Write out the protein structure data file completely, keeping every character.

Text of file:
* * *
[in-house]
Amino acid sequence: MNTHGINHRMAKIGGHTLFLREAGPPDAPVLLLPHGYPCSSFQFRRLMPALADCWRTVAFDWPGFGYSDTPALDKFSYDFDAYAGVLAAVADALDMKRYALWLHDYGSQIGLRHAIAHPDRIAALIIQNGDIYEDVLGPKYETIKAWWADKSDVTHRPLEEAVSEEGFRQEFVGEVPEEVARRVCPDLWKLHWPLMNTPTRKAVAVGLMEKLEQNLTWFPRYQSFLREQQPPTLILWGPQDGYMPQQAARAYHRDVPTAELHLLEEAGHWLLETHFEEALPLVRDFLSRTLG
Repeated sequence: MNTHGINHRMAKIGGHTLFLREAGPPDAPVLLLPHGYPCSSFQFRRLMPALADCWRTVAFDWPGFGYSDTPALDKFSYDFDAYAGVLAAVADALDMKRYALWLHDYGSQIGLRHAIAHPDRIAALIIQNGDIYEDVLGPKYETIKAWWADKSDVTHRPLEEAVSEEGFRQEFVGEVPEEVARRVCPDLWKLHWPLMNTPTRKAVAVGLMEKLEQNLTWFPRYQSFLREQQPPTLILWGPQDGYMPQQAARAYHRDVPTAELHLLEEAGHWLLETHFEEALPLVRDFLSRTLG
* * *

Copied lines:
[in-house]
Amino acid sequence: MNTHGINHRMAKIGGHTLFLREAGPPDAPVLLLPHGYPCSSFQFRRLMPALADCWRTVAFDWPGFGYSDTPALDKFSYDFDAYAGVLAAVADALDMKRYALWLHDYGSQIGLRHAIAHPDRIAALIIQNGDIYEDVLGPKYETIKAWWADKSDVTHRPLEEAVSEEGFRQEFVGEVPEEVARRVCPDLWKLHWPLMNTPTRKAVAVGLMEKLEQNLTWFPRYQSFLREQQPPTLILWGPQDGYMPQQAARAYHRDVPTAELHLLEEAGHWLLETHFEEALPLVRDFLSRTLG
Repeated sequence: MNTHGINHRMAKIGGHTLFLREAGPPDAPVLLLPHGYPCSSFQFRRLMPALADCWRTVAFDWPGFGYSDTPALDKFSYDFDAYAGVLAAVADALDMKRYALWLHDYGSQIGLRHAIAHPDRIAALIIQNGDIYEDVLGPKYETIKAWWADKSDVTHRPLEEAVSEEGFRQEFVGEVPEEVARRVCPDLWKLHWPLMNTPTRKAVAVGLMEKLEQNLTWFPRYQSFLREQQPPTLILWGPQDGYMPQQAARAYHRDVPTAELHLLEEAGHWLLETHFEEALPLVRDFLSRTLG